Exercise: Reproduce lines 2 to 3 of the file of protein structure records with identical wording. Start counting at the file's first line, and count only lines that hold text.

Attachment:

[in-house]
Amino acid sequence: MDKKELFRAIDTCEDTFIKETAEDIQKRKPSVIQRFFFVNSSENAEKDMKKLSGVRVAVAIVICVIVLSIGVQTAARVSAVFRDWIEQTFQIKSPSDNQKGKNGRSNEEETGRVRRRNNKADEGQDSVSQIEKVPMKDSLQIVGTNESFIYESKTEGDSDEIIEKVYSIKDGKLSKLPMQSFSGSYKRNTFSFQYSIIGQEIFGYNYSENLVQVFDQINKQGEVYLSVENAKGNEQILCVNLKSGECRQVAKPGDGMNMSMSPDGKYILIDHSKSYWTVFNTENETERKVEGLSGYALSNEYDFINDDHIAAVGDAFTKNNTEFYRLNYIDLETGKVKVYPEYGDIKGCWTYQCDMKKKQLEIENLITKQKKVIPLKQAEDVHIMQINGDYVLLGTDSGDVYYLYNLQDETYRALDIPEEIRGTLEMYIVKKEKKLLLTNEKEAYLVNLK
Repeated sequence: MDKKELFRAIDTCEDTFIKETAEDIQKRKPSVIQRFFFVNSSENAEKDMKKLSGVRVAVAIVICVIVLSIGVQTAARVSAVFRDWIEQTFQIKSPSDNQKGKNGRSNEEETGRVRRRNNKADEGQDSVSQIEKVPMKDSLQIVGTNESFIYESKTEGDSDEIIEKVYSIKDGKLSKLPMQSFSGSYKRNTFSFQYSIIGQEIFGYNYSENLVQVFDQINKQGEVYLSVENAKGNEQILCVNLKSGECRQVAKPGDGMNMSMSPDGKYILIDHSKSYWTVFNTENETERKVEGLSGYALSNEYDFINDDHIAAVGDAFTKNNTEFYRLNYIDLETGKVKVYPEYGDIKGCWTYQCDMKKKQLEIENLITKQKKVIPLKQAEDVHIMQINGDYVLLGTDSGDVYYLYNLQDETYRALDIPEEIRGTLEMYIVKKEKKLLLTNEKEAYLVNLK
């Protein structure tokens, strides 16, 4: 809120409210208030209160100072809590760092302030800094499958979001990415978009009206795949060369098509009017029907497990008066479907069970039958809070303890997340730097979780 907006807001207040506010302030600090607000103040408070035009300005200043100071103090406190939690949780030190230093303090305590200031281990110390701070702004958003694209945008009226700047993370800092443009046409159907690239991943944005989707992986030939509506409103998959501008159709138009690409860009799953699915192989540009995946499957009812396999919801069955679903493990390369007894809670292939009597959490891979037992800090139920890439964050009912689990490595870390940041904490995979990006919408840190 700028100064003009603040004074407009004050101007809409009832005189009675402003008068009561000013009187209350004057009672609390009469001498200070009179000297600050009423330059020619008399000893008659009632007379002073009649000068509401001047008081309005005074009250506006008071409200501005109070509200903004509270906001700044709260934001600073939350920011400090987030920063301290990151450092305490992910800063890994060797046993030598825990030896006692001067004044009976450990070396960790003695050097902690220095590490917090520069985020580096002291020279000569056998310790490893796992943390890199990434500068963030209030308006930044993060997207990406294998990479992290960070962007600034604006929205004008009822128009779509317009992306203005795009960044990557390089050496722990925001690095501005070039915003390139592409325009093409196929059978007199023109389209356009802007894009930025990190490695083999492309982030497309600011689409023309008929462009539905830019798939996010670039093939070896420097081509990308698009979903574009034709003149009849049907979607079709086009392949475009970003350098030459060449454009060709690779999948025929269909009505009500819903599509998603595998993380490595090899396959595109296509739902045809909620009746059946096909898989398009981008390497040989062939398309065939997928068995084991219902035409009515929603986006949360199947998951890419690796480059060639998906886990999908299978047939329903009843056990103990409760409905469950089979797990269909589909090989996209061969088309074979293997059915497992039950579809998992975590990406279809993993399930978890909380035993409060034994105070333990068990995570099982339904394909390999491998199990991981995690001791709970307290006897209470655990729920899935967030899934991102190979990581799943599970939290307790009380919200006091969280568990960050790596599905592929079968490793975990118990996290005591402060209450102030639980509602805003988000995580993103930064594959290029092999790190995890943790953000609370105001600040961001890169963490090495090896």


Amino acid sequence: MDKKELFRAIDTCEDTFIKETAEDIQKRKPSVIQRFFFVNSSENAEKDMKKLSGVRVAVAIVICVIVLSIGVQTAARVSAVFRDWIEQTFQIKSPSDNQKGKNGRSNEEETGRVRRRNNKADEGQDSVSQIEKVPMKDSLQIVGTNESFIYESKTEGDSDEIIEKVYSIKDGKLSKLPMQSFSGSYKRNTFSFQYSIIGQEIFGYNYSENLVQVFDQINKQGEVYLSVENAKGNEQILCVNLKSGECRQVAKPGDGMNMSMSPDGKYILIDHSKSYWTVFNTENETERKVEGLSGYALSNEYDFINDDHIAAVGDAFTKNNTEFYRLNYIDLETGKVKVYPEYGDIKGCWTYQCDMKKKQLEIENLITKQKKVIPLKQAEDVHIMQINGDYVLLGTDSGDVYYLYNLQDETYRALDIPEEIRGTLEMYIVKKEKKLLLTNEKEAYLVNLK
Repeated sequence: MDKKELFRAIDTCEDTFIKETAEDIQKRKPSVIQRFFFVNSSENAEKDMKKLSGVRVAVAIVICVIVLSIGVQTAARVSAVFRDWIEQTFQIKSPSDNQKGKNGRSNEEETGRVRRRNNKADEGQDSVSQIEKVPMKDSLQIVGTNESFIYESKTEGDSDEIIEKVYSIKDGKLSKLPMQSFSGSYKRNTFSFQYSIIGQEIFGYNYSENLVQVFDQINKQGEVYLSVENAKGNEQILCVNLKSGECRQVAKPGDGMNMSMSPDGKYILIDHSKSYWTVFNTENETERKVEGLSGYALSNEYDFINDDHIAAVGDAFTKNNTEFYRLNYIDLETGKVKVYPEYGDIKGCWTYQCDMKKKQLEIENLITKQKKVIPLKQAEDVHIMQINGDYVLLGTDSGDVYYLYNLQDETYRALDIPEEIRGTLEMYIVKKEKKLLLTNEKEAYLVNLK